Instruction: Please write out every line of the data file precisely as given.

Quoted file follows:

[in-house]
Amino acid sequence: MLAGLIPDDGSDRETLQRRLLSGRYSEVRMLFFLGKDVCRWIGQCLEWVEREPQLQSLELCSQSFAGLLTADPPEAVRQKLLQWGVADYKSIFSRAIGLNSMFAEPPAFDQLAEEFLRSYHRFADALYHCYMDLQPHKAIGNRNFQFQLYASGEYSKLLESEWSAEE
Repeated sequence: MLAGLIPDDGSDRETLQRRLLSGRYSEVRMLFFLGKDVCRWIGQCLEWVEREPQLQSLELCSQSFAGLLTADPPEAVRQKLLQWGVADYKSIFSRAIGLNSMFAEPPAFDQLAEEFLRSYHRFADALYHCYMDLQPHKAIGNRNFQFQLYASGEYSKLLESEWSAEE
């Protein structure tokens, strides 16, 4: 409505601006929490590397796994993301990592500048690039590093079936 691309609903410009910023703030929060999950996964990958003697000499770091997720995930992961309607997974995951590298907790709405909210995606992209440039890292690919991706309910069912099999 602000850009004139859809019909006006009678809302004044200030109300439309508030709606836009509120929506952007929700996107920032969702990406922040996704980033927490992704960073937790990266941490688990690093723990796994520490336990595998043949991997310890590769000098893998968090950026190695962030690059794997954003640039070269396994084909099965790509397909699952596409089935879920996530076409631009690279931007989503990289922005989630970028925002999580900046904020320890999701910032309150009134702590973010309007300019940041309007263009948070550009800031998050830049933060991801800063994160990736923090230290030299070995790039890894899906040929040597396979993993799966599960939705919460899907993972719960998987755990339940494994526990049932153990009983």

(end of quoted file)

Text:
[in-house]
Amino acid sequence: MLAGLIPDDGSDRETLQRRLLSGRYSEVRMLFFLGKDVCRWIGQCLEWVEREPQLQSLELCSQSFAGLLTADPPEAVRQKLLQWGVADYKSIFSRAIGLNSMFAEPPAFDQLAEEFLRSYHRFADALYHCYMDLQPHKAIGNRNFQFQLYASGEYSKLLESEWSAEE
Repeated sequence: MLAGLIPDDGSDRETLQRRLLSGRYSEVRMLFFLGKDVCRWIGQCLEWVEREPQLQSLELCSQSFAGLLTADPPEAVRQKLLQWGVADYKSIFSRAIGLNSMFAEPPAFDQLAEEFLRSYHRFADALYHCYMDLQPHKAIGNRNFQFQLYASGEYSKLLESEWSAEE
């Protein structure tokens, strides 16, 4: 409505601006929490590397796994993301990592500048690039590093079936 691309609903410009910023703030929060999950996964990958003697000499770091997720995930992961309607997974995951590298907790709405909210995606992209440039890292690919991706309910069912099999 602000850009004139859809019909006006009678809302004044200030109300439309508030709606836009509120929506952007929700996107920032969702990406922040996704980033927490992704960073937790990266941490688990690093723990796994520490336990595998043949991997310890590769000098893998968090950026190695962030690059794997954003640039070269396994084909099965790509397909699952596409089935879920996530076409631009690279931007989503990289922005989630970028925002999580900046904020320890999701910032309150009134702590973010309007300019940041309007263009948070550009800031998050830049933060991801800063994160990736923090230290030299070995790039890894899906040929040597396979993993799966599960939705919460899907993972719960998987755990339940494994526990049932153990009983």